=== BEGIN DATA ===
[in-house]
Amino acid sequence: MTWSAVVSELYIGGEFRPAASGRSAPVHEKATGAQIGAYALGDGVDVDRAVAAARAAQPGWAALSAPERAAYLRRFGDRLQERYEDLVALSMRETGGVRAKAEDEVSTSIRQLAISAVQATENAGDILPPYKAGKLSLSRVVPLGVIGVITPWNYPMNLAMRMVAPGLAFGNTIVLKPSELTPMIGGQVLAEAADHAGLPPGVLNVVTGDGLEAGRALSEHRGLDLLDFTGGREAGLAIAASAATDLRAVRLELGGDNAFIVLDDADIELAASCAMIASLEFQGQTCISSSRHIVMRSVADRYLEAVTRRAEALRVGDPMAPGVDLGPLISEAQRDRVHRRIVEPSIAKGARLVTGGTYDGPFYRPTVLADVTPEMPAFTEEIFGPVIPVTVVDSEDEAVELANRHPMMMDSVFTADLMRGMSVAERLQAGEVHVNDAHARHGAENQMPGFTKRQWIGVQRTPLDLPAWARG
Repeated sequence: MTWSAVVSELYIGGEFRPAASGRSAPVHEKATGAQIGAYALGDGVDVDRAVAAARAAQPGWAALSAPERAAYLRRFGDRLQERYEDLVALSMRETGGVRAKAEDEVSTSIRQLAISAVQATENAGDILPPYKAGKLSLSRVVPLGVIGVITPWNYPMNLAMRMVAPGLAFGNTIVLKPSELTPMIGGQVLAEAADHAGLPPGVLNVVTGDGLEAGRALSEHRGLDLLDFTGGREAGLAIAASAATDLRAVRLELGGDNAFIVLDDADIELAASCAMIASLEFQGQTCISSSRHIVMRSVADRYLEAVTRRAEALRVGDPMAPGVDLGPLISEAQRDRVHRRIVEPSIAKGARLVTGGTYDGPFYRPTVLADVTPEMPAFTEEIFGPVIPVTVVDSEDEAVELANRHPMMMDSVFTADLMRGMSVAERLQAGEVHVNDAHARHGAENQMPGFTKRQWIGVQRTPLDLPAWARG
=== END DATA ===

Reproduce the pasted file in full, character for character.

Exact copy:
[in-house]
Amino acid sequence: MTWSAVVSELYIGGEFRPAASGRSAPVHEKATGAQIGAYALGDGVDVDRAVAAARAAQPGWAALSAPERAAYLRRFGDRLQERYEDLVALSMRETGGVRAKAEDEVSTSIRQLAISAVQATENAGDILPPYKAGKLSLSRVVPLGVIGVITPWNYPMNLAMRMVAPGLAFGNTIVLKPSELTPMIGGQVLAEAADHAGLPPGVLNVVTGDGLEAGRALSEHRGLDLLDFTGGREAGLAIAASAATDLRAVRLELGGDNAFIVLDDADIELAASCAMIASLEFQGQTCISSSRHIVMRSVADRYLEAVTRRAEALRVGDPMAPGVDLGPLISEAQRDRVHRRIVEPSIAKGARLVTGGTYDGPFYRPTVLADVTPEMPAFTEEIFGPVIPVTVVDSEDEAVELANRHPMMMDSVFTADLMRGMSVAERLQAGEVHVNDAHARHGAENQMPGFTKRQWIGVQRTPLDLPAWARG
Repeated sequence: MTWSAVVSELYIGGEFRPAASGRSAPVHEKATGAQIGAYALGDGVDVDRAVAAARAAQPGWAALSAPERAAYLRRFGDRLQERYEDLVALSMRETGGVRAKAEDEVSTSIRQLAISAVQATENAGDILPPYKAGKLSLSRVVPLGVIGVITPWNYPMNLAMRMVAPGLAFGNTIVLKPSELTPMIGGQVLAEAADHAGLPPGVLNVVTGDGLEAGRALSEHRGLDLLDFTGGREAGLAIAASAATDLRAVRLELGGDNAFIVLDDADIELAASCAMIASLEFQGQTCISSSRHIVMRSVADRYLEAVTRRAEALRVGDPMAPGVDLGPLISEAQRDRVHRRIVEPSIAKGARLVTGGTYDGPFYRPTVLADVTPEMPAFTEEIFGPVIPVTVVDSEDEAVELANRHPMMMDSVFTADLMRGMSVAERLQAGEVHVNDAHARHGAENQMPGFTKRQWIGVQRTPLDLPAWARG